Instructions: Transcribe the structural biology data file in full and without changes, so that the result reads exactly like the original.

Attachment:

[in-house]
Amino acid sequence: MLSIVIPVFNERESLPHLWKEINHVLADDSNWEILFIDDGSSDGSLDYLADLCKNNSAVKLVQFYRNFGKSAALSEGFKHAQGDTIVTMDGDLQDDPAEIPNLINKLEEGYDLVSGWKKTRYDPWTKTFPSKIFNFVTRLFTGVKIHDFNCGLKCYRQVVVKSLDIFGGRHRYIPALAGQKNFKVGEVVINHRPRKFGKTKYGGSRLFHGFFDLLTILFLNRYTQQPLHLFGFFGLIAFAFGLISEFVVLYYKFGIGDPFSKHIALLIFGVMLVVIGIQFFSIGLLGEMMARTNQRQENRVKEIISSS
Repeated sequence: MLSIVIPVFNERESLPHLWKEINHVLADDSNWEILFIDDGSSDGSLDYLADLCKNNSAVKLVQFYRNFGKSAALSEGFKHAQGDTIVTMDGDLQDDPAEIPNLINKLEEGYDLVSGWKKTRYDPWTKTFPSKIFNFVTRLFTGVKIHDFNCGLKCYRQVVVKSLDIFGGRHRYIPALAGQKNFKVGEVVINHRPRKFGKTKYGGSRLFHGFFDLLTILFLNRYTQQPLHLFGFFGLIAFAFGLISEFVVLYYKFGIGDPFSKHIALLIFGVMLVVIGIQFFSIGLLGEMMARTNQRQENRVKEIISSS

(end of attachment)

[in-house]
Amino acid sequence: MLSIVIPVFNERESLPHLWKEINHVLADDSNWEILFIDDGSSDGSLDYLADLCKNNSAVKLVQFYRNFGKSAALSEGFKHAQGDTIVTMDGDLQDDPAEIPNLINKLEEGYDLVSGWKKTRYDPWTKTFPSKIFNFVTRLFTGVKIHDFNCGLKCYRQVVVKSLDIFGGRHRYIPALAGQKNFKVGEVVINHRPRKFGKTKYGGSRLFHGFFDLLTILFLNRYTQQPLHLFGFFGLIAFAFGLISEFVVLYYKFGIGDPFSKHIALLIFGVMLVVIGIQFFSIGLLGEMMARTNQRQENRVKEIISSS
Repeated sequence: MLSIVIPVFNERESLPHLWKEINHVLADDSNWEILFIDDGSSDGSLDYLADLCKNNSAVKLVQFYRNFGKSAALSEGFKHAQGDTIVTMDGDLQDDPAEIPNLINKLEEGYDLVSGWKKTRYDPWTKTFPSKIFNFVTRLFTGVKIHDFNCGLKCYRQVVVKSLDIFGGRHRYIPALAGQKNFKVGEVVINHRPRKFGKTKYGGSRLFHGFFDLLTILFLNRYTQQPLHLFGFFGLIAFAFGLISEFVVLYYKFGIGDPFSKHIALLIFGVMLVVIGIQFFSIGLLGEMMARTNQRQENRVKEIISSS